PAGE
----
The rules – already agreed by member states’ governments – offer foreign workers the right to similar working conditions, pensions, social security and access to public services as EU citizens.
First proposed by the Commission in 2007, migrant workers will have a single application procedure for residency and work permits once member states transpose the single permit directive into national law, which they are required to do within two years.
One-stop shop for foreign workers
Member states will still retain the right to decide who can enter their territories, and to restrict the rights of specific foreign workers on an ad-hoc basis.
“I am very pleased that this directive has finally been adopted, as it will certainly simplify the life of migrants applying to reside and work in the EU," said Cecilia Malmström, the European commissioner for home affairs. "The directive will ensure a one-stop-shop system, thereby accelerating administrative procedures both for the future employer and the migrant.”
"This is an important step in facilitating legal migration," she said, "as well as in ensuring rights for migrants who are legally working and contributing to the cultural richness of our societies and the strength of our economy.”
During the parliamentary debate in Strasbourg, groups from across the political spectrum welcomed the directive - though some wanted the rules to go further.
Not far enough
French MEP Véronique Mathieu, rapporteur for the European People's Party, said the directive would enable Europe to deal with the shortage of labour, and facilitate checks and balances over migration. “It is much better to have legal migration and remove any kind of incentive to illegal or clandestine measures,” she told Parliament.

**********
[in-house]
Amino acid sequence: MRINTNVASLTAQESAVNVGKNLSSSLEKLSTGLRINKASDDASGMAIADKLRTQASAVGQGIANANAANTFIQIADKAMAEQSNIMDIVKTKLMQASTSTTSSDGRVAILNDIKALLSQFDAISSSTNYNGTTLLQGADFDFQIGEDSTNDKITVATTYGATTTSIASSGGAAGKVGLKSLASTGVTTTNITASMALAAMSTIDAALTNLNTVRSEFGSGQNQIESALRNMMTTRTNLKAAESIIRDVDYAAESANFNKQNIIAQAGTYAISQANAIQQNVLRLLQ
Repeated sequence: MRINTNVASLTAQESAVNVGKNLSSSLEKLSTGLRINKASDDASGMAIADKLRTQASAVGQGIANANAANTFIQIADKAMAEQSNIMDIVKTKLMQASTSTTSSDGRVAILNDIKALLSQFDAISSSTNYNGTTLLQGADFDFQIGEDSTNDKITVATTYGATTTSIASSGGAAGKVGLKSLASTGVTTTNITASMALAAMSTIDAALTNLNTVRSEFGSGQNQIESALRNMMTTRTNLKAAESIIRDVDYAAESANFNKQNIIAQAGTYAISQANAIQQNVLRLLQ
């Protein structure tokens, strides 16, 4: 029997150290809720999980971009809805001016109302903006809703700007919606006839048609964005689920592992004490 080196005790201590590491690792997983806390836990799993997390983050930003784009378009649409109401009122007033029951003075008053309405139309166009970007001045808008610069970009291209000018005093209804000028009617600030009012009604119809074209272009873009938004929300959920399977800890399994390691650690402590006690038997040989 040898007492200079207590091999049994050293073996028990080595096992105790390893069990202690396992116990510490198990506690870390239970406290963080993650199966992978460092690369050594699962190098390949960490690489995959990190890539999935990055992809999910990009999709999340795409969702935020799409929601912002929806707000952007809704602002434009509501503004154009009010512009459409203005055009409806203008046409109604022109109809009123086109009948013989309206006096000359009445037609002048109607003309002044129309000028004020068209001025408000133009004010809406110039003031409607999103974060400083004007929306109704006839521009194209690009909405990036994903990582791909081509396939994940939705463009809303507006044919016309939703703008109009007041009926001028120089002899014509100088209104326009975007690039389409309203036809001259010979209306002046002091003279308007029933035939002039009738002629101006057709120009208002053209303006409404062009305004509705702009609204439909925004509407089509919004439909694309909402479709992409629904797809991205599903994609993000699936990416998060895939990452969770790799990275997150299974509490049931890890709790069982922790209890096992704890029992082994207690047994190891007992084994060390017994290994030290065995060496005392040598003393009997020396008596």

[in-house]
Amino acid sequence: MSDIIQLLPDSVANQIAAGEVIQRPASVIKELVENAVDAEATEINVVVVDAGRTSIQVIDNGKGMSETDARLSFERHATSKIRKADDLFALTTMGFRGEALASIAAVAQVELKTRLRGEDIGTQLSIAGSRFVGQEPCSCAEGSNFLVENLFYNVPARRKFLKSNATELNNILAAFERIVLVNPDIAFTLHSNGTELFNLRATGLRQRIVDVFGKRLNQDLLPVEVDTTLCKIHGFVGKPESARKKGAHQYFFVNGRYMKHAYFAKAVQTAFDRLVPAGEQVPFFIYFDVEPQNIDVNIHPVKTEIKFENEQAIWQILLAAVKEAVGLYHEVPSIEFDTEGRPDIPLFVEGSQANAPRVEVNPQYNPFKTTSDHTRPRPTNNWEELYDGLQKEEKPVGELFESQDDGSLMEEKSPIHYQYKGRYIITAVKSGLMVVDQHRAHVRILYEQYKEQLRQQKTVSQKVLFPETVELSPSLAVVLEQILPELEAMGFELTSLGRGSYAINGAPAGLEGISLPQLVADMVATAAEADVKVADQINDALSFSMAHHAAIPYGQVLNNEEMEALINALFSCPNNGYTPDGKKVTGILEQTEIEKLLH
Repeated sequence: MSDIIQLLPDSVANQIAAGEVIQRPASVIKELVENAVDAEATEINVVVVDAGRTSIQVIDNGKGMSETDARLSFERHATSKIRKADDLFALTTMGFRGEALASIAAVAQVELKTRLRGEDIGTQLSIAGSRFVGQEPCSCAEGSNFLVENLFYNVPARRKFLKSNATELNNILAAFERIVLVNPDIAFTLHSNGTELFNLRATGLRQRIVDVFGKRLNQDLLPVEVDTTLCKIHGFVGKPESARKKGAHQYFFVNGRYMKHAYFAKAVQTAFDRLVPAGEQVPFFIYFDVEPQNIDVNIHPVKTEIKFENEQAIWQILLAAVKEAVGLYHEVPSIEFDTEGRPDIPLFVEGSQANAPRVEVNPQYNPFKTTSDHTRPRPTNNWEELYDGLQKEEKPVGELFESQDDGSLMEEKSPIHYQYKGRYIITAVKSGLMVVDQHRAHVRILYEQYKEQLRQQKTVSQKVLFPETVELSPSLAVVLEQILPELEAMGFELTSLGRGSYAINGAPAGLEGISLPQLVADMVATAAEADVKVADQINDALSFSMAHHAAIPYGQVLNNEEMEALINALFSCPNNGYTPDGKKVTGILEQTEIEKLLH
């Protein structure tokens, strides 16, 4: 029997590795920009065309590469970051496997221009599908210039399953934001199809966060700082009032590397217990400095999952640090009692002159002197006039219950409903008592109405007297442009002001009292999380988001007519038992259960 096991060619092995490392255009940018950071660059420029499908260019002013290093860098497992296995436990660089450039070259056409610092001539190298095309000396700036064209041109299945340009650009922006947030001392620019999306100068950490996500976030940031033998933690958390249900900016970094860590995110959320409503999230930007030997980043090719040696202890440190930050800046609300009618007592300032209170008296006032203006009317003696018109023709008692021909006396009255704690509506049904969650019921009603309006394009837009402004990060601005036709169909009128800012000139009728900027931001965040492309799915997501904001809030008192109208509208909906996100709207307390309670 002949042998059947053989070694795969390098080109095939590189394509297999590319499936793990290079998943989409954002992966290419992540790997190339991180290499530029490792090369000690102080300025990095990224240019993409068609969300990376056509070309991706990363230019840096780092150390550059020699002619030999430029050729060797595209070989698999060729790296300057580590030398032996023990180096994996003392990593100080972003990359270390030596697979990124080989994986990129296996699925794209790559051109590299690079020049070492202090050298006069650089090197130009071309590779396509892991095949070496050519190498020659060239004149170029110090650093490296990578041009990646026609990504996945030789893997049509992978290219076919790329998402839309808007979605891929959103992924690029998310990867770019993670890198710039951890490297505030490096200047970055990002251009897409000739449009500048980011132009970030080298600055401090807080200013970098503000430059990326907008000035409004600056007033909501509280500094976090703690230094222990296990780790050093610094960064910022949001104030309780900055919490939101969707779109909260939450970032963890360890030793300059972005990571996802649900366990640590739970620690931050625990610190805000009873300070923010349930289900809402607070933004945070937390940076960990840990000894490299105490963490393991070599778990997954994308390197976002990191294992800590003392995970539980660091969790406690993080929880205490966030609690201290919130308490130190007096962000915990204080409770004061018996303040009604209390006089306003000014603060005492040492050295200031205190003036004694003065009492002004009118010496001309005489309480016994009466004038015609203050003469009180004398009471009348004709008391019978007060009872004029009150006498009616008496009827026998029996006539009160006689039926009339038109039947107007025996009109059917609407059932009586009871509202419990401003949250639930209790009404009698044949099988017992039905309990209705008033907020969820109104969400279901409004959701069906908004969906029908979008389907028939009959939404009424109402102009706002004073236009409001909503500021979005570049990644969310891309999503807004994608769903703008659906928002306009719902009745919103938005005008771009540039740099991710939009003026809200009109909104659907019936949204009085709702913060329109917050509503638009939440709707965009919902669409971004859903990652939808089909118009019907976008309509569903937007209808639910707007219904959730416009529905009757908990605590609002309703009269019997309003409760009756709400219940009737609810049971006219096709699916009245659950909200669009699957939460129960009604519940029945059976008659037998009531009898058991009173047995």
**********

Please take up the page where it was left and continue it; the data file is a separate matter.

But Gerrman MEP Cornelia Ernst (European United Left/Nordic Greens) noted that the work on the new provision augured well at the beginning but ended lamentably. "This is by no means the gateway to a truly simplified scheme for third-country nationals wishing to work in an open EU,” she said.
A second-reading legislative agreement between the European Parliament and Council on the single permit will be deemed adopted following yesterday’s session of the European Parliament, as no amendments were tabled.
The single permit will apply to 24 countries, with the UK, Denmark and Ireland having negotiated opt-outs from the legislation.